Garry Wills on Paul

I picked up Garry Wills’s What Paul Meant at Costco while I was waiting for my glasses to be repaired, and I soon returned to buy the book.

Wills reminds us that Thomas Jefferson regarded Paul as the “first corrupter of the doctrines of Jesus” (page 1). But Jefferson was wrong. Wills writes,

But scholarly enquiry has destroyed the idea that the Gospels have a simple biographical basis. They are sophisticated theological constructs, none written by their putative authors, all drawing on second- or third- or fourth-hand accounts — and all written from a quarter of a century to half a century after Paul’s letters. If we want to see what the original Jesus communities looked like, the first and best witness to this is Paul… (pages 9-10)

Wills also calls into question the account of Paul offered in Acts. That book claims that Paul participated in the murder of one Christian, threatened others, and dragged believers “back in chains to Jerusalem.” That is highly unlikely, writes Wills (pages 34-5). Paul could not have had the authority to do such things, Wills writes, nor would the local authorities have let him get away with it.

Wills account makes for interesting history. But there is something odd going on here. Wills writes sincerely of Paul’s encounter with the risen Jesus; clearly Wills’s intent is to show how Christianity properly rests on Pauline doctrine. Yet at the same time, to defend Paul, Wills refutes the historical accuracy of other sections of the Bible. So the riddle is how the Bible is for Christians both inspired by God and filled with human errors and misunderstandings. But that is a riddle that will take me some time to fully answer (from a critical perspective). In the meantime, I may quote a few more interesting passages from Wills’s book as I finish reading it.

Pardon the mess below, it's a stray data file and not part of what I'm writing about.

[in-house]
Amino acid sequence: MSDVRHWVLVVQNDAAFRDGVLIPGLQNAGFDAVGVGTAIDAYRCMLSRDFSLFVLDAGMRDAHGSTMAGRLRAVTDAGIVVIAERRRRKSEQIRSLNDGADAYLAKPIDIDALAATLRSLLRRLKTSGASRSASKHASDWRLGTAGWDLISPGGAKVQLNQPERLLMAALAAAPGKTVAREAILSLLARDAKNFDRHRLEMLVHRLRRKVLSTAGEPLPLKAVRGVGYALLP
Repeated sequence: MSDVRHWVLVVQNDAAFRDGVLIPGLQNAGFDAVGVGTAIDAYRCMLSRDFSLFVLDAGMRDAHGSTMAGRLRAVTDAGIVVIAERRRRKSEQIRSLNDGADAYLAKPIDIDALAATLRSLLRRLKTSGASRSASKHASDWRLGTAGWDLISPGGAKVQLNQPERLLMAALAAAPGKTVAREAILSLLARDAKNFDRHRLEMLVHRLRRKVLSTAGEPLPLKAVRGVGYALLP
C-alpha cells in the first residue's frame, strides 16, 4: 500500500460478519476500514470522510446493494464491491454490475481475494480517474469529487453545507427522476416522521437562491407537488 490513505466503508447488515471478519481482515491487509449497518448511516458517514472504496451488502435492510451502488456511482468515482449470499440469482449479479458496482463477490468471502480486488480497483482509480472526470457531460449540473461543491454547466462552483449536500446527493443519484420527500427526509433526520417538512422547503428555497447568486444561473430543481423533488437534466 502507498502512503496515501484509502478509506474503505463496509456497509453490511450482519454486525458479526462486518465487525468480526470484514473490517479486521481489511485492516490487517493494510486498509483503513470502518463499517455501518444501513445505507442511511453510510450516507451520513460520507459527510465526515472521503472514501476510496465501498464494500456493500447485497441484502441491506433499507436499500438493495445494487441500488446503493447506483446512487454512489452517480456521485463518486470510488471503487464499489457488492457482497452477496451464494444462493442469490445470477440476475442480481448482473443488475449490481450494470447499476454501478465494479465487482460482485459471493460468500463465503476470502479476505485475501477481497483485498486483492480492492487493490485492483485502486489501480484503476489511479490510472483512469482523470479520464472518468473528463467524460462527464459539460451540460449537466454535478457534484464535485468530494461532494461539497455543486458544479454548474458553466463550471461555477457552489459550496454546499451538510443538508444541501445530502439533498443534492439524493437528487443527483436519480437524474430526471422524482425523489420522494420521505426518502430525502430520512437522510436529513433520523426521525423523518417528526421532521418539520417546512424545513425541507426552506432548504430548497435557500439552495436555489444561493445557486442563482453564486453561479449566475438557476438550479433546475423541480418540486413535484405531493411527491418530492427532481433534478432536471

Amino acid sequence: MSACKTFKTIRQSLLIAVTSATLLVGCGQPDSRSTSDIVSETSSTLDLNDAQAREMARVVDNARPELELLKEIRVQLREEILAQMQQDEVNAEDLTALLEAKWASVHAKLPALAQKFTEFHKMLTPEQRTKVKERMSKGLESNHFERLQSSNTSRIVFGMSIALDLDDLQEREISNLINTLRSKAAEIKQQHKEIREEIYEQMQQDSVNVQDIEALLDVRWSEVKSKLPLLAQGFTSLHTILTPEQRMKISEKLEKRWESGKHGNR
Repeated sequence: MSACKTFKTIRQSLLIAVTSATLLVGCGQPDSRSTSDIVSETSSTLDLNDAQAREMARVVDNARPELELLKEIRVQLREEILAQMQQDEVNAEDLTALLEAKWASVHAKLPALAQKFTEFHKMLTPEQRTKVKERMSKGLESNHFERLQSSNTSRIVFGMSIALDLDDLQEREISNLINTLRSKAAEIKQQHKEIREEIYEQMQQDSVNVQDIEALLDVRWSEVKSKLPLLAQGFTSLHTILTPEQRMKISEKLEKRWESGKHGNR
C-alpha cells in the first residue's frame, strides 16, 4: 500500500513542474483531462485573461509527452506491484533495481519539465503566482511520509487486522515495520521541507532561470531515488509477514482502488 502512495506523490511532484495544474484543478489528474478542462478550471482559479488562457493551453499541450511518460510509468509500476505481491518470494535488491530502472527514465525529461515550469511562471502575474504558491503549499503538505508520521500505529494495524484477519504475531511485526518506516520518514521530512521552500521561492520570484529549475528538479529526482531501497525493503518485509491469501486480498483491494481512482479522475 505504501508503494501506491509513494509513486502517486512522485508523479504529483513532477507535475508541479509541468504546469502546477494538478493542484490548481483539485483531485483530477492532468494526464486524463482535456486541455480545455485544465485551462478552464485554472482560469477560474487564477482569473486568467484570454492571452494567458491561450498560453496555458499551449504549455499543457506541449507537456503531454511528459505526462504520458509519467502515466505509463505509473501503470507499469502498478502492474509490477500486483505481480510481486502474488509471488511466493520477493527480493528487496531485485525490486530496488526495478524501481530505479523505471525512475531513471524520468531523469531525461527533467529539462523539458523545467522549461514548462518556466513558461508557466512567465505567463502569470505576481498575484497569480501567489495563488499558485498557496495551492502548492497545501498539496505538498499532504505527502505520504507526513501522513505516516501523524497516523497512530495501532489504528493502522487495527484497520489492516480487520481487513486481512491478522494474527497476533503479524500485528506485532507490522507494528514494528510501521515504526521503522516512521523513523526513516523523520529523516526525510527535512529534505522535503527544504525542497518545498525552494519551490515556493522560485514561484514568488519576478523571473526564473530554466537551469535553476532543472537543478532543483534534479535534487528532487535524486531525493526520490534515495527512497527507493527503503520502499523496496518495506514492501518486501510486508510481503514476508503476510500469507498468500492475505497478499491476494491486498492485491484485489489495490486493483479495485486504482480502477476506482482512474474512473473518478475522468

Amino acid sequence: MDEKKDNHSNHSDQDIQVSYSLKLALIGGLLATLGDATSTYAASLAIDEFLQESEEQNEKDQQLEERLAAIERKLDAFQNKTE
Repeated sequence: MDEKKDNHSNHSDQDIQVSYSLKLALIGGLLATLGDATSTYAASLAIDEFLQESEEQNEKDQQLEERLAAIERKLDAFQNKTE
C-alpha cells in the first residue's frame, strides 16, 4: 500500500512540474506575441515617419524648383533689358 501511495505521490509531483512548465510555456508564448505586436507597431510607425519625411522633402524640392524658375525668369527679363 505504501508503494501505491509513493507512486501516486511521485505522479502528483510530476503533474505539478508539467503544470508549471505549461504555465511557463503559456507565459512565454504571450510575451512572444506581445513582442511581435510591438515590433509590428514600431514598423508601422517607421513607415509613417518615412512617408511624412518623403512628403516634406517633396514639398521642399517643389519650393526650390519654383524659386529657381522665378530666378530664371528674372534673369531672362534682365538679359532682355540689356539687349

2 thoughts on “Garry Wills on Paul”

  1. If you are interested in the first two centuries of Christian history I recommend that you visit the site of Early Doherty and read many of his articles relating to the “Jesus Puzzle”.

    I suggest that you read the Jesus Puzzle in a nutshell which he has a link for near the top of the page. Its a short 12 part explanation. Doherty’s basic thesis is that Christianity did not develop from a historical Jesus; ie an actual man. But rather it developed from a mythical Jesus; a cult like belief in a salvation figure which was part and parcel of the ancient world. As such Christianity borrows heavily from the Jewish Salvation model, Platonic philosophy, other Greek philosophy such as Stoic wisdom, and many other pagan religious practices. There is nothing new in Christianity. It is a composite of much of the thinking of the ancient world. The bottom line regarding Paul is that the Jesus he worshiped was not a human man but a mythical demi-god who lived and was crucified in *another* realm, not on Earth! The historical Jesus really starts to develop with the Synoptic traditions 40 or 50 years after the alleged Christ’s death. Read Doherty’s site for more. If you are interested in this sort of thing then you will get a lot out of it as Doherty is a well researched and intelligent skeptic who pretty much shows that Christianity anything but the “word of God” but rather a tradition that borrowed from many elements of the Greco-Roman world.

    Bill Visconti

  2. There is plenty new in Christianity. There is no comparable figure to Jesus. He was crucified in shame while most of his followers abandoned him. Yet his followers emerged believing in his message and that he was still alive. There was no one like Jesus.

    Unfortunately, too many of his followerss did the very things he criticized.

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